Retro Reflector Technology Could Aid In Bioterrorism Detection
April 11, 2013

Retro Reflector Technology Could Aid In Bioterrorism Detection

Peter Suciu for — Your Universe Online

Most bicycles and many running shoes today are sold with reflective technology that can help ensure that riders/runners are seen at night, but tiny versions of those retro-reflectors could be used to detect bioterrorism threats and even diagnose everyday infectious diseases.

Researchers have found that retro-reflector technology could be capable of detecting pathogens, effectively making the reflectors a mini lab-on-a-chip.

Scientists from the University of Houston, University of Texas and Sandia National Laboratories (SNL) have developed an ultra-sensitive, all-in-one device that utilizes tiny versions of retro-reflectors, and these could be used to rapidly tell first-responders exactly which disease-causing microbe has been deployed in a bioterrorism attack, according to ScienceDaily.

These micro-fabricated retro-reflectors feature minute channels that can process small amounts of blood or other fluids, whereby a sample fluid containing bacteria would cause parts of the reflectors to go dark. This would indicate a positive test, whereas if the fluid sample was free of the bacteria or disease-causing virus, the reflectors would shine brightly.

This technology was compiled into a report for the 245th National Meeting & Exposition of the America Chemical Society (ACS), which is took place in New Orleans earlier this month.

“Our goal is the development of an ultrasensitive, all-in-one device that can quickly tell first-responders exactly which disease-causing microbe has been used in a bioterrorism attack," said the studies lead researcher Richard Willson, PhD, of the Department of Chemical & Biomolecular Engineering at University of Houston. “In the most likely kind of attack, large numbers of people would start getting sick with symptoms that could be from multiple infectious agents. But which one? The availability of an instrument capable of detecting several agents simultaneously would greatly enhance our response to a possible bioterror attack or the emergence of a disease not often seen here.”

This breakthrough could allow for faster pathogen detection, which is typically an intricate process that involves extracting blood and labeling nucleic acids with special dyes. All of this requires elaborate instrumentation, along with complex optical equipment and most of all time.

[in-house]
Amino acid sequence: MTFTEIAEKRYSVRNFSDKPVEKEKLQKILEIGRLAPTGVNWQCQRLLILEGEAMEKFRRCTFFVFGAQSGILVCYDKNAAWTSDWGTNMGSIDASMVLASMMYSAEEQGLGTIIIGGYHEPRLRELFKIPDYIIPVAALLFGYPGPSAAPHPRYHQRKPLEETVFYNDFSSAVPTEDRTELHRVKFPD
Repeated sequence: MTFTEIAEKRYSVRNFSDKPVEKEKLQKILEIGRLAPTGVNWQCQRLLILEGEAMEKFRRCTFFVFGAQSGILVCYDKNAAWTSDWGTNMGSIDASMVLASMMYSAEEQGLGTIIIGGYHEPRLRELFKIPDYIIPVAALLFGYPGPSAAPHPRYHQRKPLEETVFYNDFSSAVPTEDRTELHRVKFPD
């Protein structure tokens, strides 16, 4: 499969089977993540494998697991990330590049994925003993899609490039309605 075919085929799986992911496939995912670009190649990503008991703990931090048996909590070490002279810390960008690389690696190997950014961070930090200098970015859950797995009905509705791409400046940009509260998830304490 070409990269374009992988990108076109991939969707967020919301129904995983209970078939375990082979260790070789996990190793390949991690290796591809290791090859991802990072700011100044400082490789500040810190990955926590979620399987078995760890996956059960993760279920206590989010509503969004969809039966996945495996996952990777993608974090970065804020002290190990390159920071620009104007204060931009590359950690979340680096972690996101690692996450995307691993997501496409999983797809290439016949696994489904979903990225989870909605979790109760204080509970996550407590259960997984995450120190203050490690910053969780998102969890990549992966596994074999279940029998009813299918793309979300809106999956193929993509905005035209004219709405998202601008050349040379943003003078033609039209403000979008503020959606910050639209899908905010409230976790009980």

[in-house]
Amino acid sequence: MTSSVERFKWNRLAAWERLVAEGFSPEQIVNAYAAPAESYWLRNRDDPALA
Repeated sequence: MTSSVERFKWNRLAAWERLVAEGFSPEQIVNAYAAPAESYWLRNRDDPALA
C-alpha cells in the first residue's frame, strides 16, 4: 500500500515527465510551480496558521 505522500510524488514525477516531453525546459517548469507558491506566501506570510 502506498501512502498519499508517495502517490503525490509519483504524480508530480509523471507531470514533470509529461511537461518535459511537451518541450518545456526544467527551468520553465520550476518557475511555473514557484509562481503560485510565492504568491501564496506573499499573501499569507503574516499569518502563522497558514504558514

Willson and his fellow researchers have proposed an alternative that could provide more immediate results and one that could be small enough to be carried by first responders or doctors.

The team has been working to develop a version that could be used by doctors and in clinics for rapid, on-site diagnosis of common infectious diseases before a patient is released. This could eliminate the need to wait for test results and could allow patients to get the correct treatment sooner and recover faster. One of the proposed tests could be for detecting the norovirus, which strikes more than 20 million people annually in the United States.

The retro-reflectors could also be used to conduct multiple tests at the same time.

“Right now, we have seven channels in our device,” said Balakrishnan Raja, the member of Willson´s team at the University of Houston, who presented the report at the ACS conference. “So we can test for seven different infections at once, but we could make more channels. That's one of our long-term goals -- to multiplex the device and detect many pathogens at once.”

And while most people may be familiar with the reflectors on the bikes — even if they didn´t know the actual term for the technology — it has been in use for years, and there is even a retro-reflector on the surface of the moon, left by Apollo 11 astronauts. It is still used by scientists to study the moon´s orbit, but closer to home it could help treat illness.